In the world of patrol, simplicity is a far away land.  The simple task of learning a child's name because he is suffering from a potentially life-threatening head injury can present a challenge that makes K2 look like a walk in the park.

Yesterday, a young boy and his friends were riding their skateboards up and down a street.  During one of the downhill portions of this usually fun activity, the boy accidentally ran his skateboard under a parked vehicle, giving himself a decent whack on the head.  Head injuries usually bleed with a frightening amount of efficiency, and this kid's head was no different.

He was with several friends, so, easy?  Right?  We'll get his name, address, call Mom and Dad and get this show on the road.  Ha! Not in the inner city.

We tried talking to this kid and his friends, and quickly realized, he does not speak English.  Not even a little bit.  And his friends do not speak English.  We are not even lucky enough to be dealing with a kid who speaks Spanish.  I say lucky, because we have an abundance of well trained Spanish translators on the department.  

The frustration mounted because we wanted to help this young man, but the simple tasks were kicking us in the face.  The kid looked like he was of Asian decent...should not be to hard...  What language will be the right one?  Cambodian?  Laotian?  Vietnamese?  All easy enough, as we also have an army of skilled translators in those languages.  

The ambulance arrived.  Well, at least the medical part, and really, the most important part, of this puzzle is covered.  Medics asked us, "Hey, do you guys know his name?  What about his parents?"  We had nothing.  One of the victim's friends directed us to an apartment complex, and a specific apartment where this kid lived, but no one was home.  To add yet another layer of confusion, the neighbors insisted no one lived there.  Ugh, wall. bang head. against.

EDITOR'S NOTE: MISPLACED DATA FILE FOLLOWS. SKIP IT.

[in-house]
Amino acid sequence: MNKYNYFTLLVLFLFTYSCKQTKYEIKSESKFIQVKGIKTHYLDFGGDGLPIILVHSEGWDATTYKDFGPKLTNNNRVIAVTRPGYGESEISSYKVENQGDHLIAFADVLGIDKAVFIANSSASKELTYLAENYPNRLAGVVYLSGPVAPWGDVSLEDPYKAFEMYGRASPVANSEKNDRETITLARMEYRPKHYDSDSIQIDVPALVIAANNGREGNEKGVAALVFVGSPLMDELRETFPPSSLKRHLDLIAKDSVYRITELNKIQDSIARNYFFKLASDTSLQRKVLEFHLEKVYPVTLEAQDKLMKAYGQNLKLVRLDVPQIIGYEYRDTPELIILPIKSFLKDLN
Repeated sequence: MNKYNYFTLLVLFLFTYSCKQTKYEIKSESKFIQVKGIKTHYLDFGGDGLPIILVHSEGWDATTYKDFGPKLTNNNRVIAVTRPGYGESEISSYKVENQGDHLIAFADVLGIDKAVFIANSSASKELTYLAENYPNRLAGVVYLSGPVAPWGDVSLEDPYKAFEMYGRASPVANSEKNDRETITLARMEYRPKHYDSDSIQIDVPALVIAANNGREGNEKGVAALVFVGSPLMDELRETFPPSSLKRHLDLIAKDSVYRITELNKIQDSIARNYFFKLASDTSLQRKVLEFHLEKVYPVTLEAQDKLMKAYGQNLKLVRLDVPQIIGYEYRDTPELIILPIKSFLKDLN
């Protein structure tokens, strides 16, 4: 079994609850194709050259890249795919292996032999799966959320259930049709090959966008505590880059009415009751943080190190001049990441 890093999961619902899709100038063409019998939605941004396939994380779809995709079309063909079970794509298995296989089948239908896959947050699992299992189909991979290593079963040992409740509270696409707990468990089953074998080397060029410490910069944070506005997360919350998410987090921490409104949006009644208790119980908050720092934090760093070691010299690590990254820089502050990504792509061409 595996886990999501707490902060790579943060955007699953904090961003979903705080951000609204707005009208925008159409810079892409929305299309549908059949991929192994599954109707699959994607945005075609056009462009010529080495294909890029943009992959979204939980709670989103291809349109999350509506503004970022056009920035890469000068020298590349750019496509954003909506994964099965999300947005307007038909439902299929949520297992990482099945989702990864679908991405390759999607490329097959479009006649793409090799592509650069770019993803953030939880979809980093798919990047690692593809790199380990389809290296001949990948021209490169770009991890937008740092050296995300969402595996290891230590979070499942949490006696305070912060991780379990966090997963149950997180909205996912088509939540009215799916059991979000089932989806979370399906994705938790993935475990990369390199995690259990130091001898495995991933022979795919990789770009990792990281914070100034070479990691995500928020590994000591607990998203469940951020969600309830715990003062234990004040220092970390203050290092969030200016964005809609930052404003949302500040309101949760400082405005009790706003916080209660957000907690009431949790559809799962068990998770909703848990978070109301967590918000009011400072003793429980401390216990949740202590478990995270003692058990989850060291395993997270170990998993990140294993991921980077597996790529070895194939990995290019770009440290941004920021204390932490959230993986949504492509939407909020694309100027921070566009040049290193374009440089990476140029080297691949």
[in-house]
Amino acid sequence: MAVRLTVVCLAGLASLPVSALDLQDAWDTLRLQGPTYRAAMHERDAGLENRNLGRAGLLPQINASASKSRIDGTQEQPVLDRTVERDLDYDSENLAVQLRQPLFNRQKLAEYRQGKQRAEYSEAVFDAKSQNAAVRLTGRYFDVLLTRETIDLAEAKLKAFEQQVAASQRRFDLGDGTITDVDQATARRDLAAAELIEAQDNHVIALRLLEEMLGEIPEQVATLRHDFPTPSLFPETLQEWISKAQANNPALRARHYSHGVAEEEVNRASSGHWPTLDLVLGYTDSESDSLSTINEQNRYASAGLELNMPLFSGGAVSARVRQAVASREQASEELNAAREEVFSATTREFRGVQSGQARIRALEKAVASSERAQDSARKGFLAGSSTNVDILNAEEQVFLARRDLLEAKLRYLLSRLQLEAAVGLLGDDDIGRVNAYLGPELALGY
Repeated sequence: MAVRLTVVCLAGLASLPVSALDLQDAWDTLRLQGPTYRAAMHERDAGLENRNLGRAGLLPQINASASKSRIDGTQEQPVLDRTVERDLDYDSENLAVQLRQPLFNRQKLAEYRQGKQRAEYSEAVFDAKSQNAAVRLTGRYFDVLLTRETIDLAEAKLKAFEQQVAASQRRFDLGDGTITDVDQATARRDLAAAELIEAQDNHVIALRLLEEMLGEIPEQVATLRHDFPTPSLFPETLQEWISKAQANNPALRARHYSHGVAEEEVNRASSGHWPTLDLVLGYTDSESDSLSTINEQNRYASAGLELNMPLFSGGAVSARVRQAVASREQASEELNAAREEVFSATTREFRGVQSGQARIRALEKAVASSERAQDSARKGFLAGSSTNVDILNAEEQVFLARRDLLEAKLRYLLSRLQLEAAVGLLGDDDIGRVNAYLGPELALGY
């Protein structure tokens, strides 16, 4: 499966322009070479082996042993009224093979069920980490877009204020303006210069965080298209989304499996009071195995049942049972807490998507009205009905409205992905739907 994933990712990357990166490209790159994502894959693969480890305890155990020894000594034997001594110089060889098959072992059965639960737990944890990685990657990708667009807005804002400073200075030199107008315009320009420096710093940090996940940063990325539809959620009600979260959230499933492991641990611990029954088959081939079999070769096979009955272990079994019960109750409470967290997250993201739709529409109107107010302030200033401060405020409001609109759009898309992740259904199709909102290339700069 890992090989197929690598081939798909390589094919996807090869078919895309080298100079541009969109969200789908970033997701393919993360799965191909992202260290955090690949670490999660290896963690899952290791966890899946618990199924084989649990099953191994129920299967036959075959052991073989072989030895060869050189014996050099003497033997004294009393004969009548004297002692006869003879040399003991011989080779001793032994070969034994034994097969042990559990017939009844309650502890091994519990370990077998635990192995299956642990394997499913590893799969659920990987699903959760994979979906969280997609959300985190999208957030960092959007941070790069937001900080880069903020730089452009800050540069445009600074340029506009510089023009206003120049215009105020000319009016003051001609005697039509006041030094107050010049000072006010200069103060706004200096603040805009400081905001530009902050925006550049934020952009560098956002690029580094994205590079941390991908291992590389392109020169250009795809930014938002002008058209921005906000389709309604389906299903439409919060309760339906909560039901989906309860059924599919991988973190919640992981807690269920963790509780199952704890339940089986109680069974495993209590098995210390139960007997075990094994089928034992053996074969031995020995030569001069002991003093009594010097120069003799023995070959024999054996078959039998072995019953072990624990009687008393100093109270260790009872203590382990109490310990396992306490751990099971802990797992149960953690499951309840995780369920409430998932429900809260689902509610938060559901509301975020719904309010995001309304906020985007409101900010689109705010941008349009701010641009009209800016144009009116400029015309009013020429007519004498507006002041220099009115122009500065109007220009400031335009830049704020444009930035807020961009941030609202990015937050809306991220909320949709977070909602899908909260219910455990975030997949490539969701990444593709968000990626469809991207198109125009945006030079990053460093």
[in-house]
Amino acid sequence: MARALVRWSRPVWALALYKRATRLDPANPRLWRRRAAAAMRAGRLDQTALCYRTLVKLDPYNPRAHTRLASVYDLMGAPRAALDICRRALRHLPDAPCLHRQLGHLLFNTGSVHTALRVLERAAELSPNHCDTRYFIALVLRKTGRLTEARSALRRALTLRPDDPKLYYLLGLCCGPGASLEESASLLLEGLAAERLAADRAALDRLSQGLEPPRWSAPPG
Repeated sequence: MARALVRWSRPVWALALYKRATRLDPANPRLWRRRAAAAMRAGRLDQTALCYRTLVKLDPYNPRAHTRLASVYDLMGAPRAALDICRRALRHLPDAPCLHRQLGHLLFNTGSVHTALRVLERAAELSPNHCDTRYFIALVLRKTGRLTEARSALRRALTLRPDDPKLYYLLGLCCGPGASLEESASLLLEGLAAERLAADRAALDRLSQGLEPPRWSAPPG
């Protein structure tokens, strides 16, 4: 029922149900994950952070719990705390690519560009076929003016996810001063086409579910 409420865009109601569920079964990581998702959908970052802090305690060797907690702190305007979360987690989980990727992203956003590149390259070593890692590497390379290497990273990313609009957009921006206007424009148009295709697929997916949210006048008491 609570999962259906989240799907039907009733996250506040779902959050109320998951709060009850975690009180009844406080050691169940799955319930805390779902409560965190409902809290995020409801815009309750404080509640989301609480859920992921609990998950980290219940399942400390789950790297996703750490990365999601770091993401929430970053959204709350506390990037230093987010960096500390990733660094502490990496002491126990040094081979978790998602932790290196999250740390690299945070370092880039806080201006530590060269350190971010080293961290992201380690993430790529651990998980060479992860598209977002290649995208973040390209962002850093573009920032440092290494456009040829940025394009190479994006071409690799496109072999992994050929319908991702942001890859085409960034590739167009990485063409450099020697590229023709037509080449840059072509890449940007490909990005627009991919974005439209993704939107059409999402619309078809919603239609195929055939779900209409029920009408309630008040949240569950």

And then we learned;  He is from Burma.  Our young victim speaks Burmese.  Any Burmese speakers in the house?  City wide?  No.  Other divisions?  No.  Mega no.  AT & T has a language line that police officers may use for translation, but the rush of a slight medical emergency is not the best time for this service.  One of his friends speaks just enough English to give us his name.  I quickly told the dispatcher, so when the missing person report was called in from Mom and Dad, we could let them know, hey, junior is okay, but he is at Children's Hospital with a busted noggin.

The medics took off with our young man from Burma.  I wondered for a moment, what the heck kind of political nonsense has he seen in his very green years?  Burma is not necessarily the most stable place right now.

Then the lady blessed me.  A stern, but jovial looking lady who lived in an apartment complex on the street where the incident occurred walked up to me.  She thanked me for my service and told me she was disgusted with some of the residents on her street she sees dealing and using drugs.  She was a retired elementary school teacher and spoke with the passion of old school-Baptist-god-fearing religious conviction about told me she did NOT allow any disrespect in her classroom, and that she is appalled when she sees the criminal element creating discontent in the neighborhood.

This lady was a character.  She wore a bright blue flower print dress and wool bowler-type hat.  She placed her hand on my shoulder and said, "Brother Roark, I bless you!  No one crosses Brother Roark, I can tell.  Brother Roark don't let anyone mess around!"    I laughed out loud.  I thought, the criminals on this street will hurl all the insults in the world at the coppers, but this woman,  this woman, they wouldn't dare cross this woman.  And not because she is armed with a gun and taser and pepper spray.  This woman would bring fire and brimstone and fear DOWN to their beings and tell them the way it is.    This is a fascinating part of my work.  Fear.  Who fears who.  A hardened gangster will puff out his chest to an armed cop any day, but the harsh disapproval from a grandmother will reduce the same man to a shrinking violet.



Oh dear.

The call came in right after the sun went down.  Our interest immediately peaked as the address was in a neighborhood that is known for being not well known to us.  Translation: a nice neighborhood.

We walked up the driveway to a beautiful two-story home and there she was: Cruella Deville, minus the coat.  She had long stringy blond hair, lips puffed to size of garish pillows, and implants that heaved out of her tank top like choked blobs with each angered, hyperventilated breath.  A wave of the odor of alcohol emanated from her direction.

Her voice seethed under the heavy influence of too much drink and thus too much anger as she explained how she allowed her daughter, son-in-law, and granddaughter to rent house, but they were behind one month on the rent and she wanted them OUT.